Seats are sold online, prices fluctuate depending on the time of week, and most impressive, the complete menu changes every three months. But they've also built a modern cocktail lounge right next door to the restaurant.
Classic cocktails have been making a comeback for years, but The Aviary moves to its own beat. There are two philosophies at work here: a throwback in the basement, and upstairs, a futuristic look at what cocktails can truly be.
If there were such a thing as rules for cocktails, The Aviary was designed, it seems, to break them all.
"And sounds kind of ridiculous, but once you start writing everything down on paper and then you challenge every aspect of what it's supposed to be, you come up with a whole new set of rules," said The Aviary's co-owner Grant Achatz.
Part of that philosophy is treating drinks differently.
"We see spirits and cocktails here as essentially a dish, but instead of it being food or something you chew on, it's something you drink," said Head Bar "Chef" Craig Schoettler.
There are small bites here, but with respect to the drinks, five bar "chefs" are responsible for making just four drinks each. One of things you notice right away - in drinks like "The Blueberry" - is not only the peels, zest, fresh herbs and fruits used, but also the custom-made serving vessels.
"And one of the things that helps you get there in the cocktail world and in the culinary world is equipment to help you manipulate, or manufacture or create different components of the cocktail," said Achatz.
The Rooibos is a perfect example: orange peel, lemon zest and cinnamon are placed into a vacuum pot along with tea and cardamom. A teapot is filled with gin, then heated at the table, drawing the liquid into the aromatics. Remove the heat, and the infused alcohol drops back into the pot. Just like high school chemistry lab.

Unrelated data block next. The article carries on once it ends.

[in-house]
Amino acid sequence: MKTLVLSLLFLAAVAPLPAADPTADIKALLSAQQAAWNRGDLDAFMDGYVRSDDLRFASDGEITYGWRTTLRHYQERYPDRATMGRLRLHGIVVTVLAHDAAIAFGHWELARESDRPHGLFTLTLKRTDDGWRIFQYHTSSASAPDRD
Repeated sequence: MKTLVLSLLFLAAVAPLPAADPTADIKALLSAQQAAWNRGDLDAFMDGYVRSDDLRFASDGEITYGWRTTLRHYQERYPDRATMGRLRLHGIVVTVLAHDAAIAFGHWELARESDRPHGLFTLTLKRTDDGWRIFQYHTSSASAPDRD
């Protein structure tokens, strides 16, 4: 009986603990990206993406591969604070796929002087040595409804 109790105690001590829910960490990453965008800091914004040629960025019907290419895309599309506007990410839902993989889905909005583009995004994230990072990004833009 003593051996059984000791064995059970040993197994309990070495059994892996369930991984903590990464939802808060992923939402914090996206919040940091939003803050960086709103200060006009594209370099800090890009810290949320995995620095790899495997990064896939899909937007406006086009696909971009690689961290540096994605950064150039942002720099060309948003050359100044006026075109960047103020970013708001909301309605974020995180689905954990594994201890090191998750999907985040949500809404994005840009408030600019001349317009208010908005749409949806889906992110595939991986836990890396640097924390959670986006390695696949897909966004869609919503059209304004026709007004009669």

Even more impressive: the Ice Room, a place to geek-out on all things sub-zero. Milk is frozen into different shapes, even along the insides of glasses; water balloons are used to make frozen "eggs" which are then hollowed-out.
"So we take the syringe, we fill it up with an old fashioned. So it's Eagle Rare 10 year, demerara sugar, some Angostura bitters and a little water," Schoettler said.
At the table, a nifty slingshot is used to break the egg, creating a drink called simply "In The Rocks."
Then there's the downstairs: an invite-only, retro-speakeasy, where Schoettler goes way beyond old school, serving cocktails inspired by turn-of-the-century ingredients.
"We're using the same mentality in the exercise of creating housemade tinctures and using those as our spice cabinet, so we're seasoning drinks with flavor profiles you can't buy in a bottle at a liquor store to help to try and create drinks that are not familiar, but still excite people and are still interesting and fun and new," said Schoettler.
Walk-ins are available, and they also take reservations, which are easier to come by if you follow them on Facebook.
The Aviary recently changed its hours. It is now closed Sunday and Monday.